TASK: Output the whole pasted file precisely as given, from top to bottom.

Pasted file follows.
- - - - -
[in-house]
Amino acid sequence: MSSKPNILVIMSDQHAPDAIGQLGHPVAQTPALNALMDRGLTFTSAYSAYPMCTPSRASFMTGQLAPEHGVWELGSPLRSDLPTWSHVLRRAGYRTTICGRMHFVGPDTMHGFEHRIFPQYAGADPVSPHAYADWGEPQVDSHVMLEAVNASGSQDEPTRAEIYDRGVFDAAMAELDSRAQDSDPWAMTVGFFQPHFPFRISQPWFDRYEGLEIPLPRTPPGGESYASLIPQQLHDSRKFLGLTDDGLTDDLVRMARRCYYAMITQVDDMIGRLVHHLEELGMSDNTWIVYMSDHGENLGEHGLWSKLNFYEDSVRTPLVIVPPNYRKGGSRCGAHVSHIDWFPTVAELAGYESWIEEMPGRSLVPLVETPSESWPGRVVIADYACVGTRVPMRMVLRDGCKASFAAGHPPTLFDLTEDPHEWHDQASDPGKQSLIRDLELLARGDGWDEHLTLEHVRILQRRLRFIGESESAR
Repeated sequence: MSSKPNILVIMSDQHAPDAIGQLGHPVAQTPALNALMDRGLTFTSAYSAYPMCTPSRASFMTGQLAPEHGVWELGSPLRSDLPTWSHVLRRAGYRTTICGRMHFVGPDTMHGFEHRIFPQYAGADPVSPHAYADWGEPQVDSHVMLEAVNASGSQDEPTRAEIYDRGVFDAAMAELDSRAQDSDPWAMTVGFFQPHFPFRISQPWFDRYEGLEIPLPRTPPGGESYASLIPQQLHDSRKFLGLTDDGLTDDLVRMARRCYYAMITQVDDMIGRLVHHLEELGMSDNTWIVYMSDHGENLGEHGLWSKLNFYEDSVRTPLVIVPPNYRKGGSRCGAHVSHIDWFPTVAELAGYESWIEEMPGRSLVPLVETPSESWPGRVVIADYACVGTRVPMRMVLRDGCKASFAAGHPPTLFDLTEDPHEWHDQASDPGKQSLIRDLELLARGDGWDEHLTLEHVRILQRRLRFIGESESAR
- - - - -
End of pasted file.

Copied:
[in-house]
Amino acid sequence: MSSKPNILVIMSDQHAPDAIGQLGHPVAQTPALNALMDRGLTFTSAYSAYPMCTPSRASFMTGQLAPEHGVWELGSPLRSDLPTWSHVLRRAGYRTTICGRMHFVGPDTMHGFEHRIFPQYAGADPVSPHAYADWGEPQVDSHVMLEAVNASGSQDEPTRAEIYDRGVFDAAMAELDSRAQDSDPWAMTVGFFQPHFPFRISQPWFDRYEGLEIPLPRTPPGGESYASLIPQQLHDSRKFLGLTDDGLTDDLVRMARRCYYAMITQVDDMIGRLVHHLEELGMSDNTWIVYMSDHGENLGEHGLWSKLNFYEDSVRTPLVIVPPNYRKGGSRCGAHVSHIDWFPTVAELAGYESWIEEMPGRSLVPLVETPSESWPGRVVIADYACVGTRVPMRMVLRDGCKASFAAGHPPTLFDLTEDPHEWHDQASDPGKQSLIRDLELLARGDGWDEHLTLEHVRILQRRLRFIGESESAR
Repeated sequence: MSSKPNILVIMSDQHAPDAIGQLGHPVAQTPALNALMDRGLTFTSAYSAYPMCTPSRASFMTGQLAPEHGVWELGSPLRSDLPTWSHVLRRAGYRTTICGRMHFVGPDTMHGFEHRIFPQYAGADPVSPHAYADWGEPQVDSHVMLEAVNASGSQDEPTRAEIYDRGVFDAAMAELDSRAQDSDPWAMTVGFFQPHFPFRISQPWFDRYEGLEIPLPRTPPGGESYASLIPQQLHDSRKFLGLTDDGLTDDLVRMARRCYYAMITQVDDMIGRLVHHLEELGMSDNTWIVYMSDHGENLGEHGLWSKLNFYEDSVRTPLVIVPPNYRKGGSRCGAHVSHIDWFPTVAELAGYESWIEEMPGRSLVPLVETPSESWPGRVVIADYACVGTRVPMRMVLRDGCKASFAAGHPPTLFDLTEDPHEWHDQASDPGKQSLIRDLELLARGDGWDEHLTLEHVRILQRRLRFIGESESAR